Varicose veins are dark, bulging, twisted veins that usually appear on the back of the calf, on the inside of the leg, or in the groin. Varicose veins develop when the specialized, one-way valves that keep blood moving upward through the legs toward the heart deteriorate. In normal veins a series of these valves work together, opening to allow blood to flow upward, then closing to keep the blood from flowing back toward the feet. As the valves deteriorate blood leaks or flows backward and pressure in the vein increases, stretching and dilating the vessel. The backflow of blood can also result in the formation of a blood clot, a condition called deep vein thrombosis.
Risk Factors and Symptoms
Varicose veins occur more frequently in women than in men. People who are overweight, who spend much of their day standing, and women who are pregnant are more likely to develop varicose veins. Age and heredity are also risk factors for developing varicose veins.
Varicose veins can become very uncomfortable, causing swelling as well as painful aching, throbbing, or cramping in the feet and legs.
Doctors may use a venous ultrasound test to determine the cause or severity of the condition and to see whether the enlarged veins contain blood clots.
Minimally Invasive Procedures
Most varicose veins can be managed with non-surgical treatment such as compression stockings, which apply a steady pressure to the legs to help the veins and leg muscles move blood efficiently toward the heart. Exercise, elevating the legs when sitting, and avoiding long periods of standing can also help.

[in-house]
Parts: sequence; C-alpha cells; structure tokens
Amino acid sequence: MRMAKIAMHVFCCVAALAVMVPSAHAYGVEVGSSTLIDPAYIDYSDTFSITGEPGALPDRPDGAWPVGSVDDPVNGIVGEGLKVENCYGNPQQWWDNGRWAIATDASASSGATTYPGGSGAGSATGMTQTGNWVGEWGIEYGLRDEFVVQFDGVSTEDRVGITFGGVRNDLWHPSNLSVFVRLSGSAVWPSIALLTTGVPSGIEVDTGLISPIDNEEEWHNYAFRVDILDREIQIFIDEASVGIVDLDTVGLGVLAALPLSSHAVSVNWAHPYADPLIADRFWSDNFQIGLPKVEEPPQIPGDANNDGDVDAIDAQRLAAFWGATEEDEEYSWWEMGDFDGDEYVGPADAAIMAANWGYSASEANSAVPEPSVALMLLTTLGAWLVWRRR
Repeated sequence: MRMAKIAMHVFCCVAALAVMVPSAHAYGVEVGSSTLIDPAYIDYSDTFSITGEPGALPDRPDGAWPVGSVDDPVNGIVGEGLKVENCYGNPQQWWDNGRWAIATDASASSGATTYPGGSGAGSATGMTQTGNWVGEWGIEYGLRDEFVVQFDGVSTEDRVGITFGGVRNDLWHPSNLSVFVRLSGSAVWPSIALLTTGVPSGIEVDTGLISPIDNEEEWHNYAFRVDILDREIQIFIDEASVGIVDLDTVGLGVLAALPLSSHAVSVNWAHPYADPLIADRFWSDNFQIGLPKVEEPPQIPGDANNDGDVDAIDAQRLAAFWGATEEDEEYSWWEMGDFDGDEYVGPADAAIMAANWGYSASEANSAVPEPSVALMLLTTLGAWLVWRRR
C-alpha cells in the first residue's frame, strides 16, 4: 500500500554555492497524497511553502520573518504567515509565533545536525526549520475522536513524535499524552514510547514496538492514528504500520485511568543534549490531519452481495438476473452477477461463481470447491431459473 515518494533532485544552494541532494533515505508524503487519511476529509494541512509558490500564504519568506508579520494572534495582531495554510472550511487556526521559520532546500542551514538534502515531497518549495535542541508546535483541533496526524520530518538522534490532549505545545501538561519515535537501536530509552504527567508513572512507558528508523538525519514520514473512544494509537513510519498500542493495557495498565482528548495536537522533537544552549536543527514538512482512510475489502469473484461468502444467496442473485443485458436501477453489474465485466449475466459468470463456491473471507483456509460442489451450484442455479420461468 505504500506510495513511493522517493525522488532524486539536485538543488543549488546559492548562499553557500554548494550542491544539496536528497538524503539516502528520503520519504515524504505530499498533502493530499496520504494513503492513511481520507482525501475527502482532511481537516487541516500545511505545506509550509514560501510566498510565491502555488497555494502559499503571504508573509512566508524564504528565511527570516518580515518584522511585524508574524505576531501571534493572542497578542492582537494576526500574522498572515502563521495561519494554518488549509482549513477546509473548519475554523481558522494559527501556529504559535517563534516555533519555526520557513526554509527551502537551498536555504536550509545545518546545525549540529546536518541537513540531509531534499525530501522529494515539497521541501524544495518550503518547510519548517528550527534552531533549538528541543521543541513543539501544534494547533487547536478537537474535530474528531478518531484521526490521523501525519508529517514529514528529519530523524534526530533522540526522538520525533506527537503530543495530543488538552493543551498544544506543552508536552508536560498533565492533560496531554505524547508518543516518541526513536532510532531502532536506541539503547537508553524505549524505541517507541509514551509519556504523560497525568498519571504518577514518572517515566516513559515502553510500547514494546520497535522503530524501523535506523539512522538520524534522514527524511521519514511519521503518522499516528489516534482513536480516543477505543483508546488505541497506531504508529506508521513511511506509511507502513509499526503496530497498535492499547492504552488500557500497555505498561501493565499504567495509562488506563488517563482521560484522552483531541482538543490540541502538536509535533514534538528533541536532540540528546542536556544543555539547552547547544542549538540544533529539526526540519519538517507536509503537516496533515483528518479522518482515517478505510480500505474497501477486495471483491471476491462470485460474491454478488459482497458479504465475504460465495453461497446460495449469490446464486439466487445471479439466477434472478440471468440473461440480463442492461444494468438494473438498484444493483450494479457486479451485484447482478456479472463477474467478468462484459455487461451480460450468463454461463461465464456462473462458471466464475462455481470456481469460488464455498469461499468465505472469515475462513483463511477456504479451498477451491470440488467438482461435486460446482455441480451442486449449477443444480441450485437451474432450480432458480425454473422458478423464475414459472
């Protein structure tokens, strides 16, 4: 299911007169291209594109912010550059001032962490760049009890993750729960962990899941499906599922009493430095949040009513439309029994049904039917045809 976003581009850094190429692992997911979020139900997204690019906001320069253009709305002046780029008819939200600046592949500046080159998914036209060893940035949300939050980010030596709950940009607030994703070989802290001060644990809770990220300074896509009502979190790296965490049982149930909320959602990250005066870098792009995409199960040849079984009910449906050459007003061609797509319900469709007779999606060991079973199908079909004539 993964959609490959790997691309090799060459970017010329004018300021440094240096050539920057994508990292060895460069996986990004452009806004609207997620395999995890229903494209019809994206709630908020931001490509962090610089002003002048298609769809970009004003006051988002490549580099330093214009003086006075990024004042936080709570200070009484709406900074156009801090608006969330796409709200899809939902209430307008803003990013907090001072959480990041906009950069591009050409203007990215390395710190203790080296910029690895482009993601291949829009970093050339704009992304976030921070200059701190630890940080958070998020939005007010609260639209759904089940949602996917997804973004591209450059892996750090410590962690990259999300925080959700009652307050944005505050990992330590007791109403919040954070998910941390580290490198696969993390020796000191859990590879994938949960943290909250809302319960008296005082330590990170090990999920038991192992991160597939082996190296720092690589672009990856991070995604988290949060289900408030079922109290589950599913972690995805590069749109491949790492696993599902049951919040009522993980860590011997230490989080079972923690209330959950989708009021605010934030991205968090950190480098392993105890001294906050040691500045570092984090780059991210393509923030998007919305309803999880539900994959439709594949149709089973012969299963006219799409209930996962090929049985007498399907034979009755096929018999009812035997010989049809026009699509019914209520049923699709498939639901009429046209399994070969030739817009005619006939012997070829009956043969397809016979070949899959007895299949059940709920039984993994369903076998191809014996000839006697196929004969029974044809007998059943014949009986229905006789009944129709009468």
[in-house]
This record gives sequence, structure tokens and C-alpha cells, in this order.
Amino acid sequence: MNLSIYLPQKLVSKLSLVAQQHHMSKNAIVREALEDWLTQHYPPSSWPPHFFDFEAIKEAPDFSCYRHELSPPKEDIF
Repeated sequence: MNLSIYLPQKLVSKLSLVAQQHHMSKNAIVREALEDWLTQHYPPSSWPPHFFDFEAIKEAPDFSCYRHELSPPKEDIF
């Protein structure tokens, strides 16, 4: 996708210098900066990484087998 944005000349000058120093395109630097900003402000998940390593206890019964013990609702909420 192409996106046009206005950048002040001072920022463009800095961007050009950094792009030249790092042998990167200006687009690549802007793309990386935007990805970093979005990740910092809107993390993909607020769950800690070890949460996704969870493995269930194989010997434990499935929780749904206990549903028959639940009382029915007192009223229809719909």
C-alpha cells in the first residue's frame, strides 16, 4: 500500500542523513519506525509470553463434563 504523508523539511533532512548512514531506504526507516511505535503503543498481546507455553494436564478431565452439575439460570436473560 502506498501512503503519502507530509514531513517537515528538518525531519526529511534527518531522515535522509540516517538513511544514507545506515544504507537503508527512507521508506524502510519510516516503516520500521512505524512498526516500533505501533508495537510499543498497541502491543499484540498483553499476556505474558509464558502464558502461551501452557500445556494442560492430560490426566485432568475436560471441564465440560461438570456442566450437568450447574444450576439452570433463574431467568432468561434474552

Endovenous Laser Therapy: Doctors treat some people with varicose veins with endovenous laser therapy (EVLT). During this procedure vascular specialists introduce a long, flexible, hollow tube called a catheter into the body through a needle puncture in the groin. The catheter, which is tipped with a laser, is guided to the varicose vein and inserted into it. Laser energy is shone into the interior of the vein, causing the vein to contract. The optical fiber is slowly withdrawn, and the vein closes up behind it.
Sclerotherapy: Sclerotherapy is a simple procedure during which doctors remove small varicose veins. Doctors inject a concentrated saline or other solution into the varicose vein, which irritates the lining of the vein and causes it to close up or collapse. Healthy blood vessels nearby absorb the blood flow of the collapsed vein. Patients usually wear compression stockings or elastic bandages for several days after the procedure.
Vascular specialists may recommend surgical treatment for patients whose varicose veins cause severe aching, infections, or venous ulcers, or whose varicose veins are particularly large or severe or involve large veins in the groin.
Ligation and stripping: Vascular specialists perform surgical ligation and stripping by making short incisions in the skin along the leg, and tying off, or ligating, the varicose vein by tying a small stitch around it to block blood flow. If only one valve is damaged, the ligated vein may be left in place. If numerous valves are damaged, doctors remove, or strip, the vein by using a special instrument to grasp and remove it. The other veins in the leg take over the work of those that are removed. Patients may wear an elastic bandage or support stocking for a few days following the procedure to control swelling and bruising.